The policy change came in January of 2011, when the NSA was told it could start creating this massive “social graph” on Americans without having to make sure they weren’t Americans any more.

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The Fully Externalized And Hollowed Out Being

maskDoes an interior life still exist when all of our motives, quirks, and desires are quantified, quasi-monetary units? Via The New Inquiry, Rob Horning writes:

When the mechanistic imperative has been successfully internalized as the prevailing life style of our society, we shall find ourselves moving through a world of perfected managers, operations analysts, and social engineers who will be indistinguishable from the cybernated systems they assist.

The cybernated system might demand not conformity but constant innovation within constrained categories — the mechanistic imperative could be: CREATE! Creativity in personal expression is not immune to being bureaucratized.

The new fear is not that people will be all the exact same “blank” dispassionate drone — people’s identities are more variegated and articulated than ever — but that they will become indistinguishable from their social-media profiles, the mark of a systematized personality.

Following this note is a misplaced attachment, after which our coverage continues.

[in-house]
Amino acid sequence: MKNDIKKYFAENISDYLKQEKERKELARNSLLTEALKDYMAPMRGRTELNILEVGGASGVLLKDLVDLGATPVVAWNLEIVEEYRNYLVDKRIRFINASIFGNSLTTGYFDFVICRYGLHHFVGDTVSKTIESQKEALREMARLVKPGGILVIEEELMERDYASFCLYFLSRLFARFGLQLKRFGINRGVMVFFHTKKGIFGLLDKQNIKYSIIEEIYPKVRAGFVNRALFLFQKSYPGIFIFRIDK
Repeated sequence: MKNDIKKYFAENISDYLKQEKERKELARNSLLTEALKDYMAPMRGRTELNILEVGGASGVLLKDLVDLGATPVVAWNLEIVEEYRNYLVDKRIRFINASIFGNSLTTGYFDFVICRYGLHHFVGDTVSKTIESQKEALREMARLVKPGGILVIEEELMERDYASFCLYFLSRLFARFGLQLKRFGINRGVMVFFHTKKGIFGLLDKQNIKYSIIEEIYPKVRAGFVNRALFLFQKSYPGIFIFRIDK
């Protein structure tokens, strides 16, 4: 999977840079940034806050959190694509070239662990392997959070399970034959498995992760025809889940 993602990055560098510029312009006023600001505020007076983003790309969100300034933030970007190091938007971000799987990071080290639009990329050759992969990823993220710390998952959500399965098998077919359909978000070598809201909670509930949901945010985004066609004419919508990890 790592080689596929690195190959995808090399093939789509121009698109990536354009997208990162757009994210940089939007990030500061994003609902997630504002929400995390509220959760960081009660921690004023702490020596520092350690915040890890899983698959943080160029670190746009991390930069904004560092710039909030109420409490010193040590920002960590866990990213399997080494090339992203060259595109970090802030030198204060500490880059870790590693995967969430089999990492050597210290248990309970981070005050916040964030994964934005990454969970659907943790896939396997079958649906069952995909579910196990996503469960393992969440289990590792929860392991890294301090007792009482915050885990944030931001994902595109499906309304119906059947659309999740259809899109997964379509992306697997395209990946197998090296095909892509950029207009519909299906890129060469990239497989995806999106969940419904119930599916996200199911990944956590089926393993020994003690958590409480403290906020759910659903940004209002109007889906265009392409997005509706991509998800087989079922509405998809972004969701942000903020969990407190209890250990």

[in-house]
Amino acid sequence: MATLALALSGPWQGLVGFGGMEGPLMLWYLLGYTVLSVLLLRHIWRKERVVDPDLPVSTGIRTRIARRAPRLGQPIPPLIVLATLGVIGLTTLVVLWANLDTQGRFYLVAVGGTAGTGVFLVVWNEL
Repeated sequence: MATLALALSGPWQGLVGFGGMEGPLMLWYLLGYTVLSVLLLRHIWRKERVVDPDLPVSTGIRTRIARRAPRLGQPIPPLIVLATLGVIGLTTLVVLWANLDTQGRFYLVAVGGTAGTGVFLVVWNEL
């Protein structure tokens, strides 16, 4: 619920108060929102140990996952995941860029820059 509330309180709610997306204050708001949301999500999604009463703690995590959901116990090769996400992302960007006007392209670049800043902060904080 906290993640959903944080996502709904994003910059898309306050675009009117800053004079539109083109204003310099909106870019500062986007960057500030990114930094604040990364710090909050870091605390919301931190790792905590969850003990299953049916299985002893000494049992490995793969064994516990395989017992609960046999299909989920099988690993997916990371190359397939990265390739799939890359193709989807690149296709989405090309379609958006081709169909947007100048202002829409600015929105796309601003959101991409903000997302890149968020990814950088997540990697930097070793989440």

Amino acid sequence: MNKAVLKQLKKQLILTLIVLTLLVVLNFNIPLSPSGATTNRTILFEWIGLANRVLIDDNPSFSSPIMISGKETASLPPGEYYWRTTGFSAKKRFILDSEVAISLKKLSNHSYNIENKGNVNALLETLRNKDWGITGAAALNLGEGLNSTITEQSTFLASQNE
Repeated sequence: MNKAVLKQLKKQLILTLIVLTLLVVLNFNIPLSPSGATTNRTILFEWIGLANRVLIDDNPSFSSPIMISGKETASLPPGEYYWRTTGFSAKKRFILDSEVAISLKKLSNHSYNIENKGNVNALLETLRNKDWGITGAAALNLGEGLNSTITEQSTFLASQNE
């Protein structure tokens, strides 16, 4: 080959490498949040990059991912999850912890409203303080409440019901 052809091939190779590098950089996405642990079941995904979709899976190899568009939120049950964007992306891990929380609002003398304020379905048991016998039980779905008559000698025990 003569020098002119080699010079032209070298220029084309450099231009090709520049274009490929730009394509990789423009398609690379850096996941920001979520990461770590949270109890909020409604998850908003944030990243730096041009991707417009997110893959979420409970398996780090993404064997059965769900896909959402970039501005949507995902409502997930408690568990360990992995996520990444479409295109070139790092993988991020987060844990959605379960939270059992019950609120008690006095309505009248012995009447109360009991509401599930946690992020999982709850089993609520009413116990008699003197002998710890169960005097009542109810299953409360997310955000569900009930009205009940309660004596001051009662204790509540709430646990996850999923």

Indeed the sites propose that all of identity must be externalized in order to be authentic.

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China Criminalizes Spreading False Rumors Online That Go Viral

online rumorsWill the jails of the future be filled with those condemned for trollcrimes? ZDNet reports:

Online users in China who share false information that is defamatory or affect national interest will face up to three years in prison if their posts are viewed 5,000 times or forwarded 500 times.

This is a new judicial interpretation issued Monday by the country’s Supreme People’s Court and Supreme People’s Procuratorate, which defines the criteria for convicting and sentencing offenders who spread rumors online that defame, blackmail or provoke, China Daily reported.